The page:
Artists & BandsConcertsGenresIndustryInstruments & GearLearning to PlayPlaylists

Ibanez Soundgear Bass Guitar Review: SR400, SR505 and Premium

Updated on January 22, 2017
Guitar Gopher profile image

Guitar Gopher is a guitarist and bassist with over 30 years of experience as a musician.

The Ibanez SR400 is one of many amazing bass guitars in the Soundgear lineup.
The Ibanez SR400 is one of many amazing bass guitars in the Soundgear lineup.

Soundgear by Ibanez

Ibanez has proven themselves as one of the top names in the guitar industry over the past forty years, and their Soundgear series of bass guitars is a big part of the reason why. For over two decades Soundgear basses have found their way into their hands of bassists in genres from metal to jazz, rock, blues and country.

With their sleek build and expansive tone-shaping controls it is no wonder the Soundgear line appeals to musicians in so many diverse styles.

In this review I’ll give you a basic idea of what to expect from an Ibanez Soundgear bass, as well as get into some of my favorite models in the lineup. I love doing gear reviews, but this is one I’ve really been looking forward to. Of all the basses I’ve played and owned, from Warwicks and Spectors to Fenders and others, Ibanez Soundgear basses have a special vibe and feel like no other.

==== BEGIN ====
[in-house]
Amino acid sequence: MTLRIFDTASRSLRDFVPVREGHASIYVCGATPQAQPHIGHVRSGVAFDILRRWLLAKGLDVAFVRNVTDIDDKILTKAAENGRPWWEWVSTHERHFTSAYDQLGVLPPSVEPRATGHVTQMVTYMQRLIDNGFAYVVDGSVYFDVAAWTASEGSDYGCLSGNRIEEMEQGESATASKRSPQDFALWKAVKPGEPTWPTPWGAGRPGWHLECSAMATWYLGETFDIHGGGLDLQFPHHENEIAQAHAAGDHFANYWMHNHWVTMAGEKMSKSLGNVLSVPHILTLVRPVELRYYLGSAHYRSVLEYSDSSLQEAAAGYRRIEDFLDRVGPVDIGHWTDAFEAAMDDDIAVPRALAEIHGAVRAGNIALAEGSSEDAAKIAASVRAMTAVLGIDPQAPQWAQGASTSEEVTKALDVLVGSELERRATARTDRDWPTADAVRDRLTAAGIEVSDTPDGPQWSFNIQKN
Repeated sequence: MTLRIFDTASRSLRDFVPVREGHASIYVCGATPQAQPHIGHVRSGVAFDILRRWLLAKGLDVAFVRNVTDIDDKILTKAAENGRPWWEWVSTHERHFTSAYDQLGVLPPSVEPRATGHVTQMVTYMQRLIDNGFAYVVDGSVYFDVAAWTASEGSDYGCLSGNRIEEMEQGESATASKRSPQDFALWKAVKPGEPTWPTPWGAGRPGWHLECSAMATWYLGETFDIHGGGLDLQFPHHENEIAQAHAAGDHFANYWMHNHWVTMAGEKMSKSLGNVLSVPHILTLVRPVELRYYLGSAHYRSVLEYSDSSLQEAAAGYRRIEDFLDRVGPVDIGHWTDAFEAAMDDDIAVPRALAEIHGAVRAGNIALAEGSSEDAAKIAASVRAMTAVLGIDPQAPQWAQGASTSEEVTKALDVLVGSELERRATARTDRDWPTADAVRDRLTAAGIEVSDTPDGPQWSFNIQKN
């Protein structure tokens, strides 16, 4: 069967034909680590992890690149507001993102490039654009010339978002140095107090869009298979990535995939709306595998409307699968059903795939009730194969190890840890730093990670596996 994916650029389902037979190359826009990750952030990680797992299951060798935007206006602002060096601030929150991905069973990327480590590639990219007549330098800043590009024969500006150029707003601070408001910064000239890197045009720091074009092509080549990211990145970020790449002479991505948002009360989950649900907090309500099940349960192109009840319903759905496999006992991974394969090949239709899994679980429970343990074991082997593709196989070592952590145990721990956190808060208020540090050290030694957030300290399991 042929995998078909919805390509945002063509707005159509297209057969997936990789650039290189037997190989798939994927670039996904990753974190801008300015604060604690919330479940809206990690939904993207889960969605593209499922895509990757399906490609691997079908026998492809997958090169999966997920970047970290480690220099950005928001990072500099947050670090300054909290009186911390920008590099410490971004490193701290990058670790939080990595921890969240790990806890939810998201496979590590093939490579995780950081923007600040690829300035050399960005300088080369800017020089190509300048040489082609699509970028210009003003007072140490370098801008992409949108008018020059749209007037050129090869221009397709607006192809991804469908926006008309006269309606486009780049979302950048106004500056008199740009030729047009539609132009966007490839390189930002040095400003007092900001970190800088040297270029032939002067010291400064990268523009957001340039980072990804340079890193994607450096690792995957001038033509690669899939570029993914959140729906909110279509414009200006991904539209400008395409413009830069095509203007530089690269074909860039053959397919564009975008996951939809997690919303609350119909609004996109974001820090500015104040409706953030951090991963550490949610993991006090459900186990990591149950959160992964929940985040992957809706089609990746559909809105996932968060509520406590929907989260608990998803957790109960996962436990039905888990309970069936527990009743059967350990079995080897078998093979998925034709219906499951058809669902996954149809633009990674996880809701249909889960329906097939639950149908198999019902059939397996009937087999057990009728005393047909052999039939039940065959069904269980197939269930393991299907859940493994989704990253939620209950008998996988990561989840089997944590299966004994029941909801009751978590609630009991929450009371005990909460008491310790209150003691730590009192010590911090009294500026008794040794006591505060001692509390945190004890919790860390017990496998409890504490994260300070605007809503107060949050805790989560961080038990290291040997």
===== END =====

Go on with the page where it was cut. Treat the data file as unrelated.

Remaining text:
In fact, my first bass was in Ibanez SR400, almost 20 years ago. I played it in metal bands, cover bands and jam bands, and it handled everything I threw at it. Later I moved on to an SR505, one of the slickest 5-strings I’ve ever played.

Over the years Ibanez has established themselves among the top bass guitar brands in the world. Soundgear basses have changed a little, but at their core they’re still the same great instruments I started out on so many years ago.

Here’s a look at some of my favorite models, worth checking out if you are on the hunt for a solid bass guitar with flexible sound options.

SR400

The SR400 of today may be a little different from my first bass, which I think was a ’93 model, but it’s still a rock machine, and it comes in at a decent price too. Today’s SR400 has a cool quilted maple top over the mahogany body.

I really love the use of warm tonewoods like mahogany in bass guitars. The neck is a 5-piece maple/rosewood combination, and there’s a rosewood fingerboard. This tonewood profile presents just the right amount of depth with the mahogany while bringing out a little clarity with the maple/rosewood neck.

The active electronics are one place where these basses really shine. The SR400 has a 3-band EQ set up as boost/cut so you can really dial in the tone you want, also thanks to a pair of Ibanez PowerSpan Dual Coil pickups.